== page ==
Public education and infrastructure are two cornerstone issues of my campaign, and I’ve also talked in depth about public pensions and many other issues that are affected by our state’s lack of tax revenue. The administration of our previous governor exemplified just how ineffective the slash-and-burn style of budgeting truly is. We can’t cut our way to prosperity. We must invest in our people to invest in our economy the same way that investing in education yields better results in the health, socioeconomic status and overall quality of life for the people of Kentucky. I support tax reform and the re-prioritization of Kentucky’s working class in our tax code. As State Senator, I’ll never vote for a tax cut for this state’s wealthiest -- especially not while our schools and communities struggle. We must expand our tax base by recruiting and retaining good-paying jobs into Kentucky, especially in our most blighted communities, and we must encourage a consumer-driven economy by raising wages across the board.

Question 5: 

Many undocumented and mixed immigration status families here in Kentucky do not have access to government aid, stimulus payments, and other resources offered during this pandemic, while they’re simultaneously more likely to be essential workers and are at the highest risk for COVID-19 infection. What would you do to expand support and resources to Kentucky’s immigrant families, undocumented or otherwise, in the time of a global pandemic and beyond?

To the surprise of no one, Washington D.C. has failed to create a system of immigration that functions to the benefit of working people. While this issue sits mostly with the federal government, I will say that it’s obvious our country needs to reform and streamline our immigration processes such that undocumented immigrants aren’t waiting 15 to 20 years to become American citizens and live the American dream.

Question 6: 

Is acting to address the climate crisis a priority for you? What policies do you support to ensure that solutions – such as clean energy jobs and reducing high energy bills – benefit all Kentuckians, including low-income communities, communities of color, and those who are most impacted by the changing climate? And what policies would you support to ensure that all Kentuckians have clean air and water, no matter the color of our skin, income, or zip code?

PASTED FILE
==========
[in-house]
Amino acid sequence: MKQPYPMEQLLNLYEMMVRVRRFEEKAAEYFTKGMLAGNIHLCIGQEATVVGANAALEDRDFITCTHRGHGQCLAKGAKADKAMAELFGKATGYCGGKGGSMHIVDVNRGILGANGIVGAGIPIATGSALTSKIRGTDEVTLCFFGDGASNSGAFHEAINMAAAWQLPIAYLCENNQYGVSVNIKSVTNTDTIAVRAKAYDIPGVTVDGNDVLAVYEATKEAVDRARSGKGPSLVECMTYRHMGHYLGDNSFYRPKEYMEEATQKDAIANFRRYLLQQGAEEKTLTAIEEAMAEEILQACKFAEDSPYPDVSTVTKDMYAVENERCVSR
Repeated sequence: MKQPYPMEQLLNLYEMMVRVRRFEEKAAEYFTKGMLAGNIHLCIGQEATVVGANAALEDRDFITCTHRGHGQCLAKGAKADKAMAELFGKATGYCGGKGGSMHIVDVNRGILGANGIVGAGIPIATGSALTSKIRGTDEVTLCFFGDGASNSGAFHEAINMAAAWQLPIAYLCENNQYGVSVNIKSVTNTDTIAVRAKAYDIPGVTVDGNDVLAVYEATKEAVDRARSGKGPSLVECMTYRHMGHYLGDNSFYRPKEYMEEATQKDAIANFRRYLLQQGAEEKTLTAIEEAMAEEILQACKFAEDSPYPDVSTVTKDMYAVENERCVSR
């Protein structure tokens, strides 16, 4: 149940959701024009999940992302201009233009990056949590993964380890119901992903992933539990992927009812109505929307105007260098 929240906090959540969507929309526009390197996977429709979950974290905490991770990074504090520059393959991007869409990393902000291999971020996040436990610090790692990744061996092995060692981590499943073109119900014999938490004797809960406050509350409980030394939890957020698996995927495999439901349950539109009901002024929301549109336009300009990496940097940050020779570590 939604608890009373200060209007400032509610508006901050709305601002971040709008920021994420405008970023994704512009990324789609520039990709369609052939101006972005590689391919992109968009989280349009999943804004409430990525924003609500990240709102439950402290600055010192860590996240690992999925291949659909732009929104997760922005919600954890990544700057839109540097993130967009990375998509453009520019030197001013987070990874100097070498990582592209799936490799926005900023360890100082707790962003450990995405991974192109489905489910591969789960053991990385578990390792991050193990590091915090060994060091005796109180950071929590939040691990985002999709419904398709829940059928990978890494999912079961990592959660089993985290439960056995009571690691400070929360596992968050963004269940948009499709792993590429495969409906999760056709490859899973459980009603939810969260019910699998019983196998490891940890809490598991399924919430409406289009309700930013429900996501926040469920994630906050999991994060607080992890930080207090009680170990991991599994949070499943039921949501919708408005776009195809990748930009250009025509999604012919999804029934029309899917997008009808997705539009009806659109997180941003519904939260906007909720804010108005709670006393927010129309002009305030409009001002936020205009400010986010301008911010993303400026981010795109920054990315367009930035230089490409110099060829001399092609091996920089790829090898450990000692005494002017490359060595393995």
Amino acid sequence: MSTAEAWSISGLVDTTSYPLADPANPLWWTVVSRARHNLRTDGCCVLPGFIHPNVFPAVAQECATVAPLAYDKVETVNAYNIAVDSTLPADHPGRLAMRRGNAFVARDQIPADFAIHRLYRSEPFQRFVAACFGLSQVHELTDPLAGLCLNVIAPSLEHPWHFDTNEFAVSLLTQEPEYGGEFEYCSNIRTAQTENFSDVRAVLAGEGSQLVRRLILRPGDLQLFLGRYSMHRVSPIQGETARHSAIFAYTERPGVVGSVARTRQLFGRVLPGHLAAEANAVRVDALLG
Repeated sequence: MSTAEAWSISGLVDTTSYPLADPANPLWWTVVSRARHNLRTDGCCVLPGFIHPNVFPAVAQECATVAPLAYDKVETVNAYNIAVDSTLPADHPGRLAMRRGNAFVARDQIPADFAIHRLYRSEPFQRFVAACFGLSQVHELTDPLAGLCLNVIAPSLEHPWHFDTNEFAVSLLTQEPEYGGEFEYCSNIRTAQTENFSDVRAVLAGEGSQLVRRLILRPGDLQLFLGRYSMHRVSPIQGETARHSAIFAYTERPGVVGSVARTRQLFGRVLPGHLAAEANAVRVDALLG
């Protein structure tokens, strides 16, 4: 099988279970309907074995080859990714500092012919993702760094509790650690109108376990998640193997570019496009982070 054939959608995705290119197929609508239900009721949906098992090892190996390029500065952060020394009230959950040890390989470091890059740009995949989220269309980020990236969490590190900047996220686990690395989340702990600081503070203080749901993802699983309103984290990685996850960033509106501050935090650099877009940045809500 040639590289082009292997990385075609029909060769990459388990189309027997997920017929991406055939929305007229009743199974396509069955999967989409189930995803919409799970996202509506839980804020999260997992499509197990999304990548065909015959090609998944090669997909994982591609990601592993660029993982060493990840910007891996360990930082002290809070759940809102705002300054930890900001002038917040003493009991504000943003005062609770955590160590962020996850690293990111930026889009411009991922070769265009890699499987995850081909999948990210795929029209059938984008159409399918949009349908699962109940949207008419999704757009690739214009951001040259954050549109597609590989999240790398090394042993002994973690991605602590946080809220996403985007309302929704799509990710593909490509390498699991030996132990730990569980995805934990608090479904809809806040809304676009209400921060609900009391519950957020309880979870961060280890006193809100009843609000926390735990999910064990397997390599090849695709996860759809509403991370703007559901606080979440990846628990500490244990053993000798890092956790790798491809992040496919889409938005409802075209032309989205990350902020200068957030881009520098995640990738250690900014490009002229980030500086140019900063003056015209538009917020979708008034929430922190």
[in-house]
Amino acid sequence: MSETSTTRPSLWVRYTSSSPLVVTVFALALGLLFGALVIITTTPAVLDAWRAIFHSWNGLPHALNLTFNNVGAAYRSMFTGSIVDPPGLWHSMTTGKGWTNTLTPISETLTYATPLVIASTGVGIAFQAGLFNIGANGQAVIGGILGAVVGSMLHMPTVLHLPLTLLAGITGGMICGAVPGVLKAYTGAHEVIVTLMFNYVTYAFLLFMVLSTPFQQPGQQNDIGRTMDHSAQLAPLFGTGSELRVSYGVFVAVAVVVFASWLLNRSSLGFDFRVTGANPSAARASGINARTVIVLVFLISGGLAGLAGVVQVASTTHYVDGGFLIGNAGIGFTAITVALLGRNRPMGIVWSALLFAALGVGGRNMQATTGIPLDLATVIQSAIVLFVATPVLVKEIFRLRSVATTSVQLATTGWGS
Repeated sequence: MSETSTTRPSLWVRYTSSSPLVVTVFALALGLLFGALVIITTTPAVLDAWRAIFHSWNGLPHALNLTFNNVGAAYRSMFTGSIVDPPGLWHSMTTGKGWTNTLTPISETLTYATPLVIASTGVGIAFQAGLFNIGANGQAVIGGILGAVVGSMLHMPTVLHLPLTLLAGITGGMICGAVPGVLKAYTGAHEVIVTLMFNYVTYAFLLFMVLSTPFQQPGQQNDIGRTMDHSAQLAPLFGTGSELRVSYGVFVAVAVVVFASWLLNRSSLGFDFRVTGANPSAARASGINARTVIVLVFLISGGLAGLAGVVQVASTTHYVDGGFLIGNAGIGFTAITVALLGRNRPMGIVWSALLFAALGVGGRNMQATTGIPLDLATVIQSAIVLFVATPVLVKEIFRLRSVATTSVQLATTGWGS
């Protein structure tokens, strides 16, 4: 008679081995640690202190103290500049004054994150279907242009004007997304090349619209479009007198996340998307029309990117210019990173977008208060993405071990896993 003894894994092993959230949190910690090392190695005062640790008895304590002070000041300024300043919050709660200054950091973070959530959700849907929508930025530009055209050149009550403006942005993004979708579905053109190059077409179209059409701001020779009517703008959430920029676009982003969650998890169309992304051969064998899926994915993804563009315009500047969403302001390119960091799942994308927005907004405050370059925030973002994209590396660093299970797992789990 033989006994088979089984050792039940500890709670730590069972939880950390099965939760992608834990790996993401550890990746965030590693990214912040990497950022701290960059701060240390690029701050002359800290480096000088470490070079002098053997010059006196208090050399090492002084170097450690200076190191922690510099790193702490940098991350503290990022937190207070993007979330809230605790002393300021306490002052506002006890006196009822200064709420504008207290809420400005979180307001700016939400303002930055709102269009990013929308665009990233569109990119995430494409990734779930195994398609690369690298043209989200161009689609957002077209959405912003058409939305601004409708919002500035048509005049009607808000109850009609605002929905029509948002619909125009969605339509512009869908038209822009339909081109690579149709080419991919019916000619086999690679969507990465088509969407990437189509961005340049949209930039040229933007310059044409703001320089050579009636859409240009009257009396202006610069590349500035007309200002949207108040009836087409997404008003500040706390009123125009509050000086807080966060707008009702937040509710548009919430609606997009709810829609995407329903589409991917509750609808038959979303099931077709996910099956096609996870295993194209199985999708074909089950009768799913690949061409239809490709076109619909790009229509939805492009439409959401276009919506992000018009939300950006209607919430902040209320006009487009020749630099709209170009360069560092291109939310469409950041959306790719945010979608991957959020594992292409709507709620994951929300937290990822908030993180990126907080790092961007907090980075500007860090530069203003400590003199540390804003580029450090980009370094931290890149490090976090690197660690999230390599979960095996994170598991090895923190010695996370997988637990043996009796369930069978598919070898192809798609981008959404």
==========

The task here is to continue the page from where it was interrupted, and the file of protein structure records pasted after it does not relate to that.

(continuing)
I have been vocal about a number of common-sense measures that will lower our carbon footprint while also benefiting the taxpayers of Kentucky. First, we need to retrofit all government buildings with solar panels. This will remove a substantial burden from Kentucky taxpayers by lowering utility costs on thousands of state-owned or publicly-funded structures, and will also make those buildings more energy efficient and less impactful on the environment. I’m also in support of incentives for businesses whose commercial buildings adopt solar energy. Those businesses should also then be able to sell the excess energy that produce beyond their need. This would increase the percentage of Kentucky’s renewable energy usage, which is a gain for our environment, but beyond that I also believe in a mandate that requires profits earned from selling that energy to be re-invested in worker’s wages, lowering costs to consumers or growing the business to create more jobs. Clean water is another issue that hits close to home for the people of my district, including but not limited to the Martin County water crisis. It is ridiculous that in the year 2020 there is a large population of Eastern Kentuckians who pay for drinking water they … answer exceeds word limit

Question 7: 

Kentuckians from across the state are coming together to say Black Lives Matter and to demand that all Kentuckians can move through our communities without fearing for our lives or our loved ones. What is the role of the Kentucky legislature in opposing white supremacy, addressing racial inequality and supporting racial justice for Black people, Indigenous people, and all people of color in our state? Please identify at least two policy initiatives you would propose while in office to address racial and systemic inequalities.